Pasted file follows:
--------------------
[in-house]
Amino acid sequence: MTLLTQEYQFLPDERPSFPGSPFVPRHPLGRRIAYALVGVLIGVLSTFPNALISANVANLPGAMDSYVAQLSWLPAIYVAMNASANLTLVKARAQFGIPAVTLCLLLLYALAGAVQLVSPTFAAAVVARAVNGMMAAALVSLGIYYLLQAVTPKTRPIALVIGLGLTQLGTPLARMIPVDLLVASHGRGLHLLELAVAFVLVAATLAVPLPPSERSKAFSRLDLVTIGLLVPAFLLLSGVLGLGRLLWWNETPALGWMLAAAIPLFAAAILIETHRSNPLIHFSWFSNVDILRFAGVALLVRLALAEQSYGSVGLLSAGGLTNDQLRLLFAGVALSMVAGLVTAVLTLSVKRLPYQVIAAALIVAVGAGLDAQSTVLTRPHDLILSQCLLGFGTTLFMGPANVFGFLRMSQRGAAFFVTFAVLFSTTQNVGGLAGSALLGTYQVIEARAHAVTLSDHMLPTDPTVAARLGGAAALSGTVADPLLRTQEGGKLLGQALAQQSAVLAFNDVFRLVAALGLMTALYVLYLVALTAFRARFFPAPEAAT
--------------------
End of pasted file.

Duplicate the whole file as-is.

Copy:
[in-house]
Amino acid sequence: MTLLTQEYQFLPDERPSFPGSPFVPRHPLGRRIAYALVGVLIGVLSTFPNALISANVANLPGAMDSYVAQLSWLPAIYVAMNASANLTLVKARAQFGIPAVTLCLLLLYALAGAVQLVSPTFAAAVVARAVNGMMAAALVSLGIYYLLQAVTPKTRPIALVIGLGLTQLGTPLARMIPVDLLVASHGRGLHLLELAVAFVLVAATLAVPLPPSERSKAFSRLDLVTIGLLVPAFLLLSGVLGLGRLLWWNETPALGWMLAAAIPLFAAAILIETHRSNPLIHFSWFSNVDILRFAGVALLVRLALAEQSYGSVGLLSAGGLTNDQLRLLFAGVALSMVAGLVTAVLTLSVKRLPYQVIAAALIVAVGAGLDAQSTVLTRPHDLILSQCLLGFGTTLFMGPANVFGFLRMSQRGAAFFVTFAVLFSTTQNVGGLAGSALLGTYQVIEARAHAVTLSDHMLPTDPTVAARLGGAAALSGTVADPLLRTQEGGKLLGQALAQQSAVLAFNDVFRLVAALGLMTALYVLYLVALTAFRARFFPAPEAAT